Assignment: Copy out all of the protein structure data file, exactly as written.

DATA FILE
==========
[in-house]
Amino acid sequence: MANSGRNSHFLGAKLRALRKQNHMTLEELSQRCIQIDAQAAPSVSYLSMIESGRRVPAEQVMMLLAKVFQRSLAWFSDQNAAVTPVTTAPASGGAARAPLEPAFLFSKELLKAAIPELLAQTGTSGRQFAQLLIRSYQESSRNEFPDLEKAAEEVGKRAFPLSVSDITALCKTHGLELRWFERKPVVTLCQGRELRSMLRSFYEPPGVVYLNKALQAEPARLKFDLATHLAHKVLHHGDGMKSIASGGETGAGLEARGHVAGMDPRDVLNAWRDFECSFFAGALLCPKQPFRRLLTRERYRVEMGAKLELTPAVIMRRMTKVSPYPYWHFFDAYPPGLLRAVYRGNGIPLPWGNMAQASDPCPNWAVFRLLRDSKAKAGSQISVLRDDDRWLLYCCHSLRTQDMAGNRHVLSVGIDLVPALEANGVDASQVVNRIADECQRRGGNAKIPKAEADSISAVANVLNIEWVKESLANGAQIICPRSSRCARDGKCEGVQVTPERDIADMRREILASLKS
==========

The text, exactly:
[in-house]
Amino acid sequence: MANSGRNSHFLGAKLRALRKQNHMTLEELSQRCIQIDAQAAPSVSYLSMIESGRRVPAEQVMMLLAKVFQRSLAWFSDQNAAVTPVTTAPASGGAARAPLEPAFLFSKELLKAAIPELLAQTGTSGRQFAQLLIRSYQESSRNEFPDLEKAAEEVGKRAFPLSVSDITALCKTHGLELRWFERKPVVTLCQGRELRSMLRSFYEPPGVVYLNKALQAEPARLKFDLATHLAHKVLHHGDGMKSIASGGETGAGLEARGHVAGMDPRDVLNAWRDFECSFFAGALLCPKQPFRRLLTRERYRVEMGAKLELTPAVIMRRMTKVSPYPYWHFFDAYPPGLLRAVYRGNGIPLPWGNMAQASDPCPNWAVFRLLRDSKAKAGSQISVLRDDDRWLLYCCHSLRTQDMAGNRHVLSVGIDLVPALEANGVDASQVVNRIADECQRRGGNAKIPKAEADSISAVANVLNIEWVKESLANGAQIICPRSSRCARDGKCEGVQVTPERDIADMRREILASLKS